Though a natural introvert, she offers a listening ear to the lonely, especially the elderly. Her grandmother’s dented diction made me laugh; my mother found poetry in it. “Them poinsetters what Bob give me was the reddest poinsetters of all,” Gram once told my mother, referring to her boyfriend’s Christmas offering. My mother repeated it throughout the train ride home, and might have slipped it into a book of quotations if she’d been allowed.

She has a strong sense of sin, if a quirky one. She refused to buy an answering machine until 1994. When I asked her why not, she told me, scowling, “If you’re not there when the call comes through, you don’t deserve to get it.”

My mother earned her PhD in 1994, the same year I earned my bachelor’s. I’m not sure what she imagined herself doing with it, whether she dreamed of busying herself with research, pausing to mentor the odd suburban prodigy. Although she has done plenty of both, and well, her real charism is the most unglamorous kind of teaching. She pours her heart into her university’s ESOL writing program, where her students are mainly middle-aged women from Asia who support themselves by sewing in sweatshops. If religious orders had a draft pick, the Setonian Sisters of Charity would grab my mother in the first round.

My mother will dispute this call. Although she can still recite whole pages from the Baltimore Catechism, she practices a sort of cafeteria Buddhism. That is, she meditates, striving for something she calls “mindfulness,” but attends no temple, and has no particular interest in reaching Nirvana. (I have a feeling my mother is a subtle enough theologian as to disbelieve in nothingness.) She greatly admired one of her students, a monk from Sri Lanka, for the serene look he wore while eating a Tootsie Roll, but confessed to feeling disenchanted after hearing him refer to some ranking abbot or lama as “His Holiness.”

“I just don’t do Holinesses,” she explained sadly.

Maybe not. But I maintain she does do holiness. One of the nicest parts of joining the Church has been meeting so many people like her — people who are self-effacing, caring, unimpressed by hoards of stuff. People like that are rare; the real world does its best to snuff out those qualities by making sure they go completely unrewarded. I’m tempted to speculate that I joined the Church precisely in order to surround myself with members of this endangered species, but that would make me sound an awful mama’s boy.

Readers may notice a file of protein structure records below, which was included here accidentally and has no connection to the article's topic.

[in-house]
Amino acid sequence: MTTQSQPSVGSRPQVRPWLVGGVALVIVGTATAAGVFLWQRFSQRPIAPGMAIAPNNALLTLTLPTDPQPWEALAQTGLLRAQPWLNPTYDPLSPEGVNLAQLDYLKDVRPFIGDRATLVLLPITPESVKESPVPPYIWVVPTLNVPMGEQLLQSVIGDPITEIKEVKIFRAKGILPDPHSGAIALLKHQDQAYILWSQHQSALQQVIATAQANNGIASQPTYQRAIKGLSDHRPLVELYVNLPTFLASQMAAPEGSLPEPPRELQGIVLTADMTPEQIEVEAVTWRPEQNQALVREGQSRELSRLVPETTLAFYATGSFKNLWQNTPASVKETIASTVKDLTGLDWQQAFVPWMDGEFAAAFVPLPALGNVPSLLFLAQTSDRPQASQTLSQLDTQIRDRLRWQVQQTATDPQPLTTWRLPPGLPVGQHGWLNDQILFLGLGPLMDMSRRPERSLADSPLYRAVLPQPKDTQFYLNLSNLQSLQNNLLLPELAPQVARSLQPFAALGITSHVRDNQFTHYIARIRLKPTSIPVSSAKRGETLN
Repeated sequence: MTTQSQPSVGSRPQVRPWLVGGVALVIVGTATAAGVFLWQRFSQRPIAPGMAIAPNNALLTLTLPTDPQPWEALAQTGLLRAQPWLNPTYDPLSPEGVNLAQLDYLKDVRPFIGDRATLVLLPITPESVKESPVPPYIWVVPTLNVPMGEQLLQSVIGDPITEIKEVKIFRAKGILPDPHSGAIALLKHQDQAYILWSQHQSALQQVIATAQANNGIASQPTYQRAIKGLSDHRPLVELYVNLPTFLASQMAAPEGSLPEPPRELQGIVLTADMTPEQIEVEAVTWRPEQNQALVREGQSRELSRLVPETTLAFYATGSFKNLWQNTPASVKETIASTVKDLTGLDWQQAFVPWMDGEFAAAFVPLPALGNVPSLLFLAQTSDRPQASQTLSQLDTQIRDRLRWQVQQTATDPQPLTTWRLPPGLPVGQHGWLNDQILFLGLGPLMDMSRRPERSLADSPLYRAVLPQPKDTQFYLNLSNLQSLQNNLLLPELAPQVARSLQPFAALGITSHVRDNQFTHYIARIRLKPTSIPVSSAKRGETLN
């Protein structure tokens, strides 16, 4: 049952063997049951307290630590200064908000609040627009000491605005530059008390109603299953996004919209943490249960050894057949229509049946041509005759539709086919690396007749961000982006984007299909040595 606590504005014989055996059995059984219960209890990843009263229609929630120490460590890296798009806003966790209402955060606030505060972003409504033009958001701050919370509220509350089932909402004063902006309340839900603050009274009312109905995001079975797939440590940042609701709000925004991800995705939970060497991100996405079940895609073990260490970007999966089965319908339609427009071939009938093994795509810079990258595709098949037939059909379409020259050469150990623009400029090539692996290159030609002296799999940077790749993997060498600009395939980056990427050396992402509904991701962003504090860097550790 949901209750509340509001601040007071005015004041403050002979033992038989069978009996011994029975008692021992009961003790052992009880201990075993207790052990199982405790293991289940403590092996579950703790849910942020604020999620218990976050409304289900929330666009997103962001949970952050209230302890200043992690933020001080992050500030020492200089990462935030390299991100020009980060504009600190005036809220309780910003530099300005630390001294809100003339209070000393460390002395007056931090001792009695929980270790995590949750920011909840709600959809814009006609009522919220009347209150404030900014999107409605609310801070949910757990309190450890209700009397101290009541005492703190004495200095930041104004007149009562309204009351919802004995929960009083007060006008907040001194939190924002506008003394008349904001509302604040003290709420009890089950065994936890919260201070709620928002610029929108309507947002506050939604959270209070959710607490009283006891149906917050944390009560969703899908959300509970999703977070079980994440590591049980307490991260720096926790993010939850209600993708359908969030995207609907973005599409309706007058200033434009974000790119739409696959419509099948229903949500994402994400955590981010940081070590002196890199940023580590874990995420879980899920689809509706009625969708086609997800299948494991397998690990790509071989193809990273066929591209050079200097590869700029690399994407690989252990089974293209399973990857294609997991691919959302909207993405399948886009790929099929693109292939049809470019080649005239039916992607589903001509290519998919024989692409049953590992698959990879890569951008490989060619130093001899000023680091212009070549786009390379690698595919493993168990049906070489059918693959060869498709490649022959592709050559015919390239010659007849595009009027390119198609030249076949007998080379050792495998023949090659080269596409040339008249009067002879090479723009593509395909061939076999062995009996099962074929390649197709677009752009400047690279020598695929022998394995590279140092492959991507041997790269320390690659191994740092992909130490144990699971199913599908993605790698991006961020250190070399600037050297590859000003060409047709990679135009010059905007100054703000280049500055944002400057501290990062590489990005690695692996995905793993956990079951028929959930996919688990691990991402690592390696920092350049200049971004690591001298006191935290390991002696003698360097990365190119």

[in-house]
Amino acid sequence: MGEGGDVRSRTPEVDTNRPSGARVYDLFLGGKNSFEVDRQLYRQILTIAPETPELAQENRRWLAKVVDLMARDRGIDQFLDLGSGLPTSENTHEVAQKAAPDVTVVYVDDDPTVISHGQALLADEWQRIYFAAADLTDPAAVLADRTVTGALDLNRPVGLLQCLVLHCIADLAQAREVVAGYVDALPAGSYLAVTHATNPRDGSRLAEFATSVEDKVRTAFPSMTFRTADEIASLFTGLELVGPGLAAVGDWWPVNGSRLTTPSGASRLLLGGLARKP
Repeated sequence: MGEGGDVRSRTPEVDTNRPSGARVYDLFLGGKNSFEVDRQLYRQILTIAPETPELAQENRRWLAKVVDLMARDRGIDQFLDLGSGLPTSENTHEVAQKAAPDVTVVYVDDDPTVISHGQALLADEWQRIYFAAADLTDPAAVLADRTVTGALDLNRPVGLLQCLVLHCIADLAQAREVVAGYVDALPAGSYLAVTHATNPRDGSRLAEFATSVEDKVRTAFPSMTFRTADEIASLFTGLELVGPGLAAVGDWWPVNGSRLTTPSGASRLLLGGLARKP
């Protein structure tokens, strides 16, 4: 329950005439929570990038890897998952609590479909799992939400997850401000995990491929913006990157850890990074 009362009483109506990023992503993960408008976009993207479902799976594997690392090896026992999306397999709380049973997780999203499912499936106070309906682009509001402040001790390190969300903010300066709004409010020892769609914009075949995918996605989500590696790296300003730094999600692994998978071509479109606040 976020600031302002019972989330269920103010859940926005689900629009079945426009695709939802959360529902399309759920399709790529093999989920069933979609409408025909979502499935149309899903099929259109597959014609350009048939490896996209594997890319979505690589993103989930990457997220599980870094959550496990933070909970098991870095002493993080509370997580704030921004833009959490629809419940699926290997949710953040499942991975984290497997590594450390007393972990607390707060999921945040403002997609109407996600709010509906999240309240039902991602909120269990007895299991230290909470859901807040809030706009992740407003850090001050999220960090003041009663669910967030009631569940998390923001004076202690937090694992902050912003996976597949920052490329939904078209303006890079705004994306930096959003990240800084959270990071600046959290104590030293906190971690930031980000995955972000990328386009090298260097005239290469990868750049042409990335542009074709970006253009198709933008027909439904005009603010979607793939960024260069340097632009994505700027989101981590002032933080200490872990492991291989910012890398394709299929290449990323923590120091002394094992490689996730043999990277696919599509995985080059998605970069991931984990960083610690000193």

But perhaps the most Catholic thing about my mother is her awareness of her shortcomings, which is keen almost to the point of morbidity. If her life were a manuscript, her conscience would mark it top to bottom in blue ink. She won’t recognize herself in my description of her — or rather, she won’t recognize the good parts. Most likely, she’ll see where I’ve charged her, by implication, with a million sins, and she’ll plead guilty to them all. There are times I wish she thought more like those Calvinists who secretly number themselves among the Elect.

It’s not that she wishes she were a solid Republican, stay-at-home mother with an SUV and a turn for making chocolate chip pancakes, but at times I fear she believes only such people should raise children. Once, she sighed, “You were born into the wrong milieu, Max. You should have had a Tom Sawyer childhood in a huge Mormon family.”

I told her, “And you should have had your tubes tied, gone on Broadway, and become a gay icon. But we’re stuck with each other.”

I meant every word. That I was born to the mother I was born to was a happy accident, a comedy of errors. And I’ll spend today thanking God for arranging it.

Happy Mothers’ Day, Mom.

— Max Lindenman